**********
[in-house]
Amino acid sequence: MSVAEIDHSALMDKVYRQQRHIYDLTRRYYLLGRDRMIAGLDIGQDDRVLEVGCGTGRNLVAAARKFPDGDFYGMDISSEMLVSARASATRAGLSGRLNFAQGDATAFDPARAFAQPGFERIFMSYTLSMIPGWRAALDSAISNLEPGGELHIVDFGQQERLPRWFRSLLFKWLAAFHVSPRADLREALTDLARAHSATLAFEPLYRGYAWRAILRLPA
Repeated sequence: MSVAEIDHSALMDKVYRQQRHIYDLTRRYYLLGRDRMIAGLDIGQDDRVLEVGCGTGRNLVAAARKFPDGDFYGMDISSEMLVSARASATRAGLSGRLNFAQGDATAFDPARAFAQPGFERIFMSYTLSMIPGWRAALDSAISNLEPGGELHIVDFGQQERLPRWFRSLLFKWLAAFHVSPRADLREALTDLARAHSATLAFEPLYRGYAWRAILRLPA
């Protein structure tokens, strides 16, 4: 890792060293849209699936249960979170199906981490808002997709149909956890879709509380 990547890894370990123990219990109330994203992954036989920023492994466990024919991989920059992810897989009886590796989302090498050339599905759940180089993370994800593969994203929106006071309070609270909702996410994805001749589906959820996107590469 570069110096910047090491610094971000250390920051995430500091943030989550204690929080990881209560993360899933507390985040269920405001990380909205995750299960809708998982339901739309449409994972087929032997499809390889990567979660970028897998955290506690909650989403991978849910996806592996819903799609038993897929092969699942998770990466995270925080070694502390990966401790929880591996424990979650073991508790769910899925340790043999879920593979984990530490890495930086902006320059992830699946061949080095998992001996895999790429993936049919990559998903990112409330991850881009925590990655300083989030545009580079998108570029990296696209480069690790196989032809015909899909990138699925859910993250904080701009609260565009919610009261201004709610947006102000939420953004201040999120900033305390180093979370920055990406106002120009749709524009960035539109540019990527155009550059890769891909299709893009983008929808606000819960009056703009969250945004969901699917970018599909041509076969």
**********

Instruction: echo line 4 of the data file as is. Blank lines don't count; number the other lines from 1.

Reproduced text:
């Protein structure tokens, strides 16, 4: 890792060293849209699936249960979170199906981490808002997709149909956890879709509380 990547890894370990123990219990109330994203992954036989920023492994466990024919991989920059992810897989009886590796989302090498050339599905759940180089993370994800593969994203929106006071309070609270909702996410994805001749589906959820996107590469 570069110096910047090491610094971000250390920051995430500091943030989550204690929080990881209560993360899933507390985040269920405001990380909205995750299960809708998982339901739309449409994972087929032997499809390889990567979660970028897998955290506690909650989403991978849910996806592996819903799609038993897929092969699942998770990466995270925080070694502390990966401790929880591996424990979650073991508790769910899925340790043999879920593979984990530490890495930086902006320059992830699946061949080095998992001996895999790429993936049919990559998903990112409330991850881009925590990655300083989030545009580079998108570029990296696209480069690790196989032809015909899909990138699925859910993250904080701009609260565009919610009261201004709610947006102000939420953004201040999120900033305390180093979370920055990406106002120009749709524009960035539109540019990527155009550059890769891909299709893009983008929808606000819960009056703009969250945004969901699917970018599909041509076969």